Sydney Hydroid Corals

Hydroids are very tiny and insignificant.However, they occur in prolific numbers. They are far more primitive and simple than other corals. In the sea, they live in prodigious numbers and inhabit many zones in the sea. There are clumps living on Kelp, on rocks, in caves and everywhere.There are several major types of Hydroids. Feathery Hydroids, Solitary Hydroids, Colonial and Drifting species.

The Feathery Hydroids are Stinging Hydroids. These tiny polyps are extremely delicate and live inside a see through glass cup. Each little feather can have thousands of cloned polyps. A small clump of Feathery Hydroids can have half a million polyps in less than a square metre.

Other related groups include Fire Corals, Pink Stylaster coral , Solanderiae Fan corals and Bluebottles. Fire corals live in cement houses. Solanderia live on a fan like structure.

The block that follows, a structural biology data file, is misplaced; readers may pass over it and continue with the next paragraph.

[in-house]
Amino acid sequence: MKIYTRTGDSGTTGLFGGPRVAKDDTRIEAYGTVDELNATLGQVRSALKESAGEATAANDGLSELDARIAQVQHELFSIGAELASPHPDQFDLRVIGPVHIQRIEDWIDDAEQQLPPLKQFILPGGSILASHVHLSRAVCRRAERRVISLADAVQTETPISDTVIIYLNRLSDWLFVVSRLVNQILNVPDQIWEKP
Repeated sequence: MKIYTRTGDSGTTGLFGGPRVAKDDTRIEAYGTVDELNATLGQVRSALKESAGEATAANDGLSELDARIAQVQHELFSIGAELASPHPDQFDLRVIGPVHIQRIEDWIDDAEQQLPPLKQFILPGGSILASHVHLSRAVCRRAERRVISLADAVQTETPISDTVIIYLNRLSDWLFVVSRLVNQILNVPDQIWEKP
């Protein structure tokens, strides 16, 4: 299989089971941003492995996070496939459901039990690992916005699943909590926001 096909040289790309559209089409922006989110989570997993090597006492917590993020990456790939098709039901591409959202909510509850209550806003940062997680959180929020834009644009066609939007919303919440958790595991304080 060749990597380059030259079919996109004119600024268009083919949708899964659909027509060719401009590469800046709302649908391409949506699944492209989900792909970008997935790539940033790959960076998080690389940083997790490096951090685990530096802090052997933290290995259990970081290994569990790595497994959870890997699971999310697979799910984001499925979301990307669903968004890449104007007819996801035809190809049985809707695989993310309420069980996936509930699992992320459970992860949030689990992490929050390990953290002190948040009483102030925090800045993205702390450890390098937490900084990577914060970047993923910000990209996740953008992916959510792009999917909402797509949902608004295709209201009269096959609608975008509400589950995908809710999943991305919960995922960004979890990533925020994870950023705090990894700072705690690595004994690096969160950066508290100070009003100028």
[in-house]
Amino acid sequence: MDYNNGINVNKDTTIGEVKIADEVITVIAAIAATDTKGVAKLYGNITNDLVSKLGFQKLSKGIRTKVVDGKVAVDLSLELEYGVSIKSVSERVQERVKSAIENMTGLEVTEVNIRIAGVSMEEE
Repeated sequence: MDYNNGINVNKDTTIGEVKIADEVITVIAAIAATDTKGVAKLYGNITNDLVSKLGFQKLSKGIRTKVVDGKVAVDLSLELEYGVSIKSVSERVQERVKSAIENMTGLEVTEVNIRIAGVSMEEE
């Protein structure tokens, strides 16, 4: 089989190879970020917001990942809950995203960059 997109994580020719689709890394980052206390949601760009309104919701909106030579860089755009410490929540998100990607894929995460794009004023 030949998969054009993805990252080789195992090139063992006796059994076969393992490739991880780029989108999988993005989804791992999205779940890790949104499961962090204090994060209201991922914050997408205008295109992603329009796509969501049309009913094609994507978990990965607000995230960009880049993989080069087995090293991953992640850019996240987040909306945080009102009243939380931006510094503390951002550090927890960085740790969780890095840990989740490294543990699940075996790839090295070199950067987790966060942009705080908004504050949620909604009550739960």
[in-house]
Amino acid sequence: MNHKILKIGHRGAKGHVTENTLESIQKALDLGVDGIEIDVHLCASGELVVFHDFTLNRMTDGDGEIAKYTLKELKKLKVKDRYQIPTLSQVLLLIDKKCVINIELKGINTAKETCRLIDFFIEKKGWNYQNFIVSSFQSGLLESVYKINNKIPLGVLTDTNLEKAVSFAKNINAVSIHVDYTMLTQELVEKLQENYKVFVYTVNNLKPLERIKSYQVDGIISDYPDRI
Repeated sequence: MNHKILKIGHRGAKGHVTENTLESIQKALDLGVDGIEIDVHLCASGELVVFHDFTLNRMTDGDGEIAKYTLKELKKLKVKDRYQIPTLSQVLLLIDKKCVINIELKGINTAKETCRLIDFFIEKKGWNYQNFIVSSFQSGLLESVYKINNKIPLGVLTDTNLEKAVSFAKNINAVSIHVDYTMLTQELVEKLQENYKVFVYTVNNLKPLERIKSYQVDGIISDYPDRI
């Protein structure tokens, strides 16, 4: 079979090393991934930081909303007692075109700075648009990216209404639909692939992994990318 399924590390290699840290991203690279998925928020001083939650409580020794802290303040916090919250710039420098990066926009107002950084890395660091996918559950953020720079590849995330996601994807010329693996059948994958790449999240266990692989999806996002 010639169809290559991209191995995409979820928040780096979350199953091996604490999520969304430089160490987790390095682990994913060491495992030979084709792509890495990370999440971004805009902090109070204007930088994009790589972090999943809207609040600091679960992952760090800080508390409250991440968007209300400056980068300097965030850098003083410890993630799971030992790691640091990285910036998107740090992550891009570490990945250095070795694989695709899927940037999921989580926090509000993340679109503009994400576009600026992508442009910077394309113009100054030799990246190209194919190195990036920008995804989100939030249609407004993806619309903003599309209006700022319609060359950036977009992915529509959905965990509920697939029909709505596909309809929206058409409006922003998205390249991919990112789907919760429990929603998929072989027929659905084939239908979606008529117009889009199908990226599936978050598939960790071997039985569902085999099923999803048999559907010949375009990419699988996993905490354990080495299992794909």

Blue bottles, Physalia are a colony of polyps which have become specialised. One polyp has become a float, some polyps trap and kill food, some polyps produce reproductive cells. The Vellela or By the Wind Sailor are also a Hydrozoan.


Hydroids Hydroid feathery
Feathery Hydroids have very beautiful little polyps when seen under a microscope. Each tiny polyp lives in a glass "cup". They can give a quite powerful sting. A Feathery Hydroid is fighting for living space with this sponge. Numbers of Hydroids can be mindblowing. Each branch of these feathers can have scores of hydroids on each side. There would easily be tens of thousands of tiny polyps just in this tiny clump. Large clumps can contain hundreds of millions of perfectly formed little killing machines. They are all clones of each other.
This Fijian Aeolid sea slug feeds on Hydroids. It eats immature hydroids and stores them in the tips of its serrata. When they mature, these stinging cells confer the ability to sting onto the Sea Slug. The yellow coloured tips on the ends of each serrata contain the nematocysts in a 'bag' called a Cnidosac'.. The Solitary Hydroid is a giant in tne world of Hydroids. It has no supporting structure around its polyp.